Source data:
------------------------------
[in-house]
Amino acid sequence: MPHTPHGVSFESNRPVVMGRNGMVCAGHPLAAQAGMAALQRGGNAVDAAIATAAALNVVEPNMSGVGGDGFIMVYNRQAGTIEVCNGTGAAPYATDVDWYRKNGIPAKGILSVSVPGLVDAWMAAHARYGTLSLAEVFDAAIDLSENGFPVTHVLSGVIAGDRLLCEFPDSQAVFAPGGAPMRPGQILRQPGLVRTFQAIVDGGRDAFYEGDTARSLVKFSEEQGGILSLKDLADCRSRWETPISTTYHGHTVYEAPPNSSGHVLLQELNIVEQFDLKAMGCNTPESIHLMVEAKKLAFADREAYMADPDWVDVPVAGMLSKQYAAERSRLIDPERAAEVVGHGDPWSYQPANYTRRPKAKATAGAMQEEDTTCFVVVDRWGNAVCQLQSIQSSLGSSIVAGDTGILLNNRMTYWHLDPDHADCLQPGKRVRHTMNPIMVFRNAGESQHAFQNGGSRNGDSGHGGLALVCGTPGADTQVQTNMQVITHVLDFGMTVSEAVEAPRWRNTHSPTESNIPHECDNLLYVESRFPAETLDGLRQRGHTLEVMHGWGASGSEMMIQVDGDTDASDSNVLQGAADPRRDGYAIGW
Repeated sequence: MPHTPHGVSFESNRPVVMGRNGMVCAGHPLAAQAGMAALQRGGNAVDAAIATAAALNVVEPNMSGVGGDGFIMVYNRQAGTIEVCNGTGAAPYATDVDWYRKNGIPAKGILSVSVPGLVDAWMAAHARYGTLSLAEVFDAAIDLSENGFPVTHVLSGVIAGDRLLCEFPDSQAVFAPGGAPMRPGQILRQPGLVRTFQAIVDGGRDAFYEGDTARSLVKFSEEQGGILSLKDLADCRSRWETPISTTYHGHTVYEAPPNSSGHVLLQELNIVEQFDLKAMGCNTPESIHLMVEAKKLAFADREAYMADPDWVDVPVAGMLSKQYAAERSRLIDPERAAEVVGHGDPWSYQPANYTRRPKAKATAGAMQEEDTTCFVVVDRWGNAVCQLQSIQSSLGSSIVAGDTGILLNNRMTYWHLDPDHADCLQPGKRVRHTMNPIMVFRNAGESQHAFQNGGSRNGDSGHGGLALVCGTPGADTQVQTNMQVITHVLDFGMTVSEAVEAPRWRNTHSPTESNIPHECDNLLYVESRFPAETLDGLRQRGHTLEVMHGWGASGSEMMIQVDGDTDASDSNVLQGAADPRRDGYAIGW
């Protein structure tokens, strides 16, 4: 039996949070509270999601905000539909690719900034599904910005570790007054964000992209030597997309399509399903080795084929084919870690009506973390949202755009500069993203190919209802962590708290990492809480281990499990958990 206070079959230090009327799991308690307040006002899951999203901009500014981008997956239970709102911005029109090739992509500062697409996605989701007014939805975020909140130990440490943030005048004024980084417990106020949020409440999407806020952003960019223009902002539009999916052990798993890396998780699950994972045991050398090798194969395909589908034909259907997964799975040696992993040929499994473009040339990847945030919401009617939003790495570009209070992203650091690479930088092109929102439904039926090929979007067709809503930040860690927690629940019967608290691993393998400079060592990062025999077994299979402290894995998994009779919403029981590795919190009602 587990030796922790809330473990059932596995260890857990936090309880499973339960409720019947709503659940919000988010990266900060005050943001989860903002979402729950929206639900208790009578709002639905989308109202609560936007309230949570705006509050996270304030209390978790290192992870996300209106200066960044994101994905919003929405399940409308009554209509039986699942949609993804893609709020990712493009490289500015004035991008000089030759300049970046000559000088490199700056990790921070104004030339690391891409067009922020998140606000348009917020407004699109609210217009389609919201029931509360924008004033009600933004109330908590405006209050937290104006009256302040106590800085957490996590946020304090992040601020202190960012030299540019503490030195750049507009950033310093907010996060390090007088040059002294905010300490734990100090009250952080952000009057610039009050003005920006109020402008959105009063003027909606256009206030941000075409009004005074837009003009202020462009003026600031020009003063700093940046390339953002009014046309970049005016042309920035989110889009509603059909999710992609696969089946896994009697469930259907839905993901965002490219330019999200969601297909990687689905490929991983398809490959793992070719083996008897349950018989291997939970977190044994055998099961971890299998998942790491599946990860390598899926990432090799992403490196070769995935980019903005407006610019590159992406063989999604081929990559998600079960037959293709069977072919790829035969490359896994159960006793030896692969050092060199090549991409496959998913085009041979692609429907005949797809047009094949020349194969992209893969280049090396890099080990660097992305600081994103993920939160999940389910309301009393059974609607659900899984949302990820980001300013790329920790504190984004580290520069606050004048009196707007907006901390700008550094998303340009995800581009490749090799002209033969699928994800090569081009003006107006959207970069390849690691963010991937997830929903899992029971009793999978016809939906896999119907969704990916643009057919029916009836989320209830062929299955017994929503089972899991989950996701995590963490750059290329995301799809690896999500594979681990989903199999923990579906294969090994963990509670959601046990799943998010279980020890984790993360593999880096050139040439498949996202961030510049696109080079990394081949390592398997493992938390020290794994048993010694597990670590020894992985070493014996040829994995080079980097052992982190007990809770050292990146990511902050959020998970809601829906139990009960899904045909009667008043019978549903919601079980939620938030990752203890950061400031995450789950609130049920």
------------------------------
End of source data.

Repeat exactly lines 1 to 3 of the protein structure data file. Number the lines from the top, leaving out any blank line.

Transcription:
[in-house]
Amino acid sequence: MPHTPHGVSFESNRPVVMGRNGMVCAGHPLAAQAGMAALQRGGNAVDAAIATAAALNVVEPNMSGVGGDGFIMVYNRQAGTIEVCNGTGAAPYATDVDWYRKNGIPAKGILSVSVPGLVDAWMAAHARYGTLSLAEVFDAAIDLSENGFPVTHVLSGVIAGDRLLCEFPDSQAVFAPGGAPMRPGQILRQPGLVRTFQAIVDGGRDAFYEGDTARSLVKFSEEQGGILSLKDLADCRSRWETPISTTYHGHTVYEAPPNSSGHVLLQELNIVEQFDLKAMGCNTPESIHLMVEAKKLAFADREAYMADPDWVDVPVAGMLSKQYAAERSRLIDPERAAEVVGHGDPWSYQPANYTRRPKAKATAGAMQEEDTTCFVVVDRWGNAVCQLQSIQSSLGSSIVAGDTGILLNNRMTYWHLDPDHADCLQPGKRVRHTMNPIMVFRNAGESQHAFQNGGSRNGDSGHGGLALVCGTPGADTQVQTNMQVITHVLDFGMTVSEAVEAPRWRNTHSPTESNIPHECDNLLYVESRFPAETLDGLRQRGHTLEVMHGWGASGSEMMIQVDGDTDASDSNVLQGAADPRRDGYAIGW
Repeated sequence: MPHTPHGVSFESNRPVVMGRNGMVCAGHPLAAQAGMAALQRGGNAVDAAIATAAALNVVEPNMSGVGGDGFIMVYNRQAGTIEVCNGTGAAPYATDVDWYRKNGIPAKGILSVSVPGLVDAWMAAHARYGTLSLAEVFDAAIDLSENGFPVTHVLSGVIAGDRLLCEFPDSQAVFAPGGAPMRPGQILRQPGLVRTFQAIVDGGRDAFYEGDTARSLVKFSEEQGGILSLKDLADCRSRWETPISTTYHGHTVYEAPPNSSGHVLLQELNIVEQFDLKAMGCNTPESIHLMVEAKKLAFADREAYMADPDWVDVPVAGMLSKQYAAERSRLIDPERAAEVVGHGDPWSYQPANYTRRPKAKATAGAMQEEDTTCFVVVDRWGNAVCQLQSIQSSLGSSIVAGDTGILLNNRMTYWHLDPDHADCLQPGKRVRHTMNPIMVFRNAGESQHAFQNGGSRNGDSGHGGLALVCGTPGADTQVQTNMQVITHVLDFGMTVSEAVEAPRWRNTHSPTESNIPHECDNLLYVESRFPAETLDGLRQRGHTLEVMHGWGASGSEMMIQVDGDTDASDSNVLQGAADPRRDGYAIGW